Labour leader shows teeth for the first time in last election debate

Posters for the Netherlands' parliamentary elections, March 2017
Posters for the Netherlands' parliamentary elections, March 2017Photo: Zachary Newmark / NL Times

Thirteen party leaders clashed on Tuesday night in the final election debate on NOS, the last chance for the party leaders to sway voters before the election. Topics ranged from income inequality to Dutch identity. And after an entire election campaign of being calm and being nice, PvdA leader Lodewijk Asscher went on the attack, reports.

Asscher clashed with PVV leader Geert Wilders on the topic of Dutch identity. According to Asscher, Wilders is divisive. "The Netherlands is for all of us", Asscher said. Wilders disagreed. "The Netherlands is not for all of us. The Netherlands is for the Dutch", he said. According to Wilders, the PvdA is the reason why Dutch feel like second class citizens. He referred to protests at the Turkish consulate in Rotterdam over the weekend. "If the Turks in Rotterdam had been waving Dutch flags, the the Netherlands would be for all of us."

The PvdA leader pointed out to Wilders that Rotterdam's Moroccan-Dutch mayor Ahmed Aboutaleb was the one to restore calm in the city. He accused Wilders of not accepting any responsibility. "Ten thousand angry tweets, but no solutions", Asscher said.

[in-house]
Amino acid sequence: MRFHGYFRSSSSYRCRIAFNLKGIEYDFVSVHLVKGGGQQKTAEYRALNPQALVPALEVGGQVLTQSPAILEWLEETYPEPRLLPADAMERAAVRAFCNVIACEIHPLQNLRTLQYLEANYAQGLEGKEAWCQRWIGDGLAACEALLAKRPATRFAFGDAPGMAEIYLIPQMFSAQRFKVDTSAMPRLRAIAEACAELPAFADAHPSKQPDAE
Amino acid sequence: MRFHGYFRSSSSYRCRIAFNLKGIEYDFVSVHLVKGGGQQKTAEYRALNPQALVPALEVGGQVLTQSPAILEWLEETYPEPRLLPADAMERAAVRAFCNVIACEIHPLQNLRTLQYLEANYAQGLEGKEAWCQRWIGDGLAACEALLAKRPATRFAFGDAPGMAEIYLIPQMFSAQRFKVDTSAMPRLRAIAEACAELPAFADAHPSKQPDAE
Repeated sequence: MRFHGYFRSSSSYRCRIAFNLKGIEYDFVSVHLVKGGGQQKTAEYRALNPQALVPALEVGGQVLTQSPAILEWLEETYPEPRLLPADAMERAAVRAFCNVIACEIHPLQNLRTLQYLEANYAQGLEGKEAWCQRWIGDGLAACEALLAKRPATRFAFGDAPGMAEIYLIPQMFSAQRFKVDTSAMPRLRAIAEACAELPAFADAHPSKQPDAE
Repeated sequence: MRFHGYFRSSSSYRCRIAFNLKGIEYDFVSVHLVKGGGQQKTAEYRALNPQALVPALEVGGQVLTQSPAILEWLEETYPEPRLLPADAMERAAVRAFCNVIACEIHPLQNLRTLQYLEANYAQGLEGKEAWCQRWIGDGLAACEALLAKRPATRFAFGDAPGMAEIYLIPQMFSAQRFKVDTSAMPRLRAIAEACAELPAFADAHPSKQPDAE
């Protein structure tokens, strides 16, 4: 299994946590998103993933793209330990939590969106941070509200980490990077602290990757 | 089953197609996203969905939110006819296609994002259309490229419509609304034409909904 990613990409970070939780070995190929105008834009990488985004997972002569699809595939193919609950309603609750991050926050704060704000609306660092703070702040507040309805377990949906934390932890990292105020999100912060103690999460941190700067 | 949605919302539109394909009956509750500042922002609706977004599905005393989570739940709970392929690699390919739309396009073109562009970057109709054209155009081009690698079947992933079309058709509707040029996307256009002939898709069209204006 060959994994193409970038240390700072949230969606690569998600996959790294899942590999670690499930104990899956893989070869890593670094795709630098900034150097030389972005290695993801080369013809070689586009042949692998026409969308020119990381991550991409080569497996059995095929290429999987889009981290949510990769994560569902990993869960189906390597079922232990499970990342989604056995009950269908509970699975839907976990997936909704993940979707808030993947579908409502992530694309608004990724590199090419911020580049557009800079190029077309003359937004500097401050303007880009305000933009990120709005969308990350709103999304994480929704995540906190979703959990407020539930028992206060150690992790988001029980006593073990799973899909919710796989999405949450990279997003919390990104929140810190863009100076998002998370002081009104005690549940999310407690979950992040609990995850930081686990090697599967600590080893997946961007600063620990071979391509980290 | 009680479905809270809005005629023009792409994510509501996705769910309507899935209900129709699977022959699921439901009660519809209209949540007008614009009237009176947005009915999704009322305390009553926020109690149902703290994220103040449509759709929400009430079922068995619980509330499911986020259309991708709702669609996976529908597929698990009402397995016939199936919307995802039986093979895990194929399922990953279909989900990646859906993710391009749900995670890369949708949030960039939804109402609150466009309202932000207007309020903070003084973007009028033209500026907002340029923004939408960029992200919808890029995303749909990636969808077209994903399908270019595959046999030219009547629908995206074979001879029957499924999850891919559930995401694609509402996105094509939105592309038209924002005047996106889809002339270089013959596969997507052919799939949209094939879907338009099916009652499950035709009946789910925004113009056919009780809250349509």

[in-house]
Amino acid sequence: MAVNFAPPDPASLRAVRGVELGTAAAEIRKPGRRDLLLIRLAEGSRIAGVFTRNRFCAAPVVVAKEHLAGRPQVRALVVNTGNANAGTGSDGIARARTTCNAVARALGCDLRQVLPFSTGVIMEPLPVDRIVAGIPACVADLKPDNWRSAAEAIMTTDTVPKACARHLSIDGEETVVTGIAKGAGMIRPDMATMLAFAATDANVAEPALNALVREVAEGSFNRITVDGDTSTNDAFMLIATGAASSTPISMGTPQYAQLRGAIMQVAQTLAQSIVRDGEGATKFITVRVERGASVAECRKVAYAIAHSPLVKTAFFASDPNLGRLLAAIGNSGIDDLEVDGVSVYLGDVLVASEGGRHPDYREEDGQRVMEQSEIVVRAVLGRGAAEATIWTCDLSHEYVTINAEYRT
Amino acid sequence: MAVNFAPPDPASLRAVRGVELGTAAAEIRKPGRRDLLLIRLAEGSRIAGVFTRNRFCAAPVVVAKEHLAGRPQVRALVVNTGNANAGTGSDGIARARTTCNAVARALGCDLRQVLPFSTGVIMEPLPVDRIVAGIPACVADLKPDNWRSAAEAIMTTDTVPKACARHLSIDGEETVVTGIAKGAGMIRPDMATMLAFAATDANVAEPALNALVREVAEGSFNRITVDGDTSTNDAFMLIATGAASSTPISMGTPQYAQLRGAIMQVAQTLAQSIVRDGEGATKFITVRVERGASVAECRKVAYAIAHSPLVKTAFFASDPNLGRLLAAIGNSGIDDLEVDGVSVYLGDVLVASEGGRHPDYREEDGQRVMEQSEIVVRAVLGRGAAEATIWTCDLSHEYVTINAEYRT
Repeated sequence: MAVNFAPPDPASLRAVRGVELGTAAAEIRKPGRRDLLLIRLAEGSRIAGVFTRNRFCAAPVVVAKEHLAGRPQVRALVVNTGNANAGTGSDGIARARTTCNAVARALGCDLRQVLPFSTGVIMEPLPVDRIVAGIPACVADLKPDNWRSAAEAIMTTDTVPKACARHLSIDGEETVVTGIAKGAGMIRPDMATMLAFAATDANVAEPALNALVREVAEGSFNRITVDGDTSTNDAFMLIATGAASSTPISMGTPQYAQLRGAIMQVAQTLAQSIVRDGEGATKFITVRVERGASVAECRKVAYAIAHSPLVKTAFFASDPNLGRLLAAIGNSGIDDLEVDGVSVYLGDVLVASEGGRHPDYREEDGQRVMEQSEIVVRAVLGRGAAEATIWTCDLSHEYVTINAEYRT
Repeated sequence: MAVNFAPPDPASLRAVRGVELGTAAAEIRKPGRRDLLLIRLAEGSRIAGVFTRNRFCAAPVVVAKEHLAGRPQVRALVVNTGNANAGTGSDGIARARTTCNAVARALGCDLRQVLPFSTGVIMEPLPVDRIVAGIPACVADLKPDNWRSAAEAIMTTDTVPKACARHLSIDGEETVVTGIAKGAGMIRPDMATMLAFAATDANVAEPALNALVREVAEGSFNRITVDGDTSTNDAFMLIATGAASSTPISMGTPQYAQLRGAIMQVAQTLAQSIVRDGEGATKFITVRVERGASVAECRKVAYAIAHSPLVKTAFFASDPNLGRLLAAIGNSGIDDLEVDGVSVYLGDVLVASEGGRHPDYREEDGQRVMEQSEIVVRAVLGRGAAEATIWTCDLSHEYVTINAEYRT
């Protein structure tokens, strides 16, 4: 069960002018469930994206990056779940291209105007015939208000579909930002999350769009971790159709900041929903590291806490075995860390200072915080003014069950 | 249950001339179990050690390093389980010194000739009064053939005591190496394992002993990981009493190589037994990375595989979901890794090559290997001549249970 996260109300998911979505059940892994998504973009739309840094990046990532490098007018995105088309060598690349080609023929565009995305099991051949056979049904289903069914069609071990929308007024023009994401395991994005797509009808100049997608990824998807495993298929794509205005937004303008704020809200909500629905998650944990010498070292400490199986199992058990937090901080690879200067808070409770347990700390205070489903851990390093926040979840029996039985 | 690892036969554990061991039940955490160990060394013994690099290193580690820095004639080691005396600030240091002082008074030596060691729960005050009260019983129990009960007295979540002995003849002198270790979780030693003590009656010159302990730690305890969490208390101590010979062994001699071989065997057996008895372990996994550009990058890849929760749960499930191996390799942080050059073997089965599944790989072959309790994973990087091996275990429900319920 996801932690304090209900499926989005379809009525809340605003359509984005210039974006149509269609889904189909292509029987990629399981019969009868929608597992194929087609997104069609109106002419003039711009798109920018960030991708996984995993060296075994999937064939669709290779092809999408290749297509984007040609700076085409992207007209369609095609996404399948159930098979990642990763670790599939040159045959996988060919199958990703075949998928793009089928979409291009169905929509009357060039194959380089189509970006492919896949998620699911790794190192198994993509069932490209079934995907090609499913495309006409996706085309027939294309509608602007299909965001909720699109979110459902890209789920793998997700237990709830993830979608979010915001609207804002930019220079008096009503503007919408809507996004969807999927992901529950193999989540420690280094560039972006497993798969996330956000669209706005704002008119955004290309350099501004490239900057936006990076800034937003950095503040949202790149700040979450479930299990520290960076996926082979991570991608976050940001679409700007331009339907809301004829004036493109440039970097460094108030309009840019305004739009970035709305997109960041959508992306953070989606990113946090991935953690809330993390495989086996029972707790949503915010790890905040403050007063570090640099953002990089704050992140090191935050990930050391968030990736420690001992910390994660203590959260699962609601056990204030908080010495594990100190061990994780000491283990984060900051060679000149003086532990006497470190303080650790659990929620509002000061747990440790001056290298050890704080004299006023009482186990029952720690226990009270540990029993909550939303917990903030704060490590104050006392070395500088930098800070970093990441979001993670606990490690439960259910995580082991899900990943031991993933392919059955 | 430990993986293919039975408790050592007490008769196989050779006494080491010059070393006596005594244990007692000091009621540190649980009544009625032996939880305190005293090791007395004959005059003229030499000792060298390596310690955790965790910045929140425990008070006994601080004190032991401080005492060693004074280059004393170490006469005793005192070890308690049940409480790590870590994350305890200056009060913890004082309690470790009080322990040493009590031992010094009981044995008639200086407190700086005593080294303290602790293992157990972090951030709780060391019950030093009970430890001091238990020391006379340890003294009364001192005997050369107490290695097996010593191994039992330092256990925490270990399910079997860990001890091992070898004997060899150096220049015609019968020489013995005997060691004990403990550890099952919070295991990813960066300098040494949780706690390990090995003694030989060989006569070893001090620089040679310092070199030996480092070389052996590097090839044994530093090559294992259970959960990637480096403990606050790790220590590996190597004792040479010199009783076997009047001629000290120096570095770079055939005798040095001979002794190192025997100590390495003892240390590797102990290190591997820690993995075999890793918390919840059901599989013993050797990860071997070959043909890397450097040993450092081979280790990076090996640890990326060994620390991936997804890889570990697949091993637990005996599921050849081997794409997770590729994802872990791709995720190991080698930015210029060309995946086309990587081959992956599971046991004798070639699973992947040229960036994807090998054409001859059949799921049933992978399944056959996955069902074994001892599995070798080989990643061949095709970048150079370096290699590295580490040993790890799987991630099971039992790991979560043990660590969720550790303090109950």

Asscher also clashed with SP leader Emile Roemer. The two men verbally attacked each other on the PvdA's governing and on the SP evading responsibility. Asscher compared the SP to football analyst Johan Derksen. "Sometimes funny, often grumpy, but always from the sidelines. According to the PvdA, the SP did not achieve anything for its voters due to this uncompromising attitude. According to the PvdA leader, "difficult steps were taken", but top incomes were addressed, the economy is growing again and more jobs are created.

According to Roemer, the PvdA did indeed take responsibility, "but it was the wrong responsibility. Over the past years healthcare was broken down. 10 billion euros in cutbacks, 70 thousand jobs disappeared."

GroenLinks leader Jesse Klaver and CDA leader Sybrand Buma clashed on the differences between rich and poor. According to Klaver, under the CDA the "bankers" will have ten times more advantage than the "concierge". "You let down people with the lowest income", Klaver said. He added that he would happily work with the CDA in a cabinet, but only if Buma is willing to do something about the division between rich and poor. 

The CDA feels nothing for Klaver's criticism. "If left parties talk about income differences, then you know the middle incomes are going to pay." Buma said. According to him, Klaver's accusations that the CDA will increase income disparities are "rubbish and nonsense". Though he would not say exactly what his problem is with Klaver's analysis. "I'm not going to have a figure discussion. I don't find the figures, but the people behind the figures important," he said. Klaver shot back: "You run away from the facts."

A debate between VVD leader Mark Rutte and ChristenUnie leader Gert-Jan Segers had a much friendlier tone. The current Prime Minister thanked the ChristenUnie for supporting the government in some measures. Segers complimented Rutte oon his performance over the past four years, but said that he now misses leadership when it comes to climate issues. The VVD election campaign has too few measures to make sure that the Netherlands can live up to the Paris Climate Agreement, Segers said. Rutte agrees that more must be done to combat global warming, but he does not want to put the burden of an energy transition on ordinary citizens. He wants to make international agreements that bind all countries so that not only Dutch citizens pay the bill.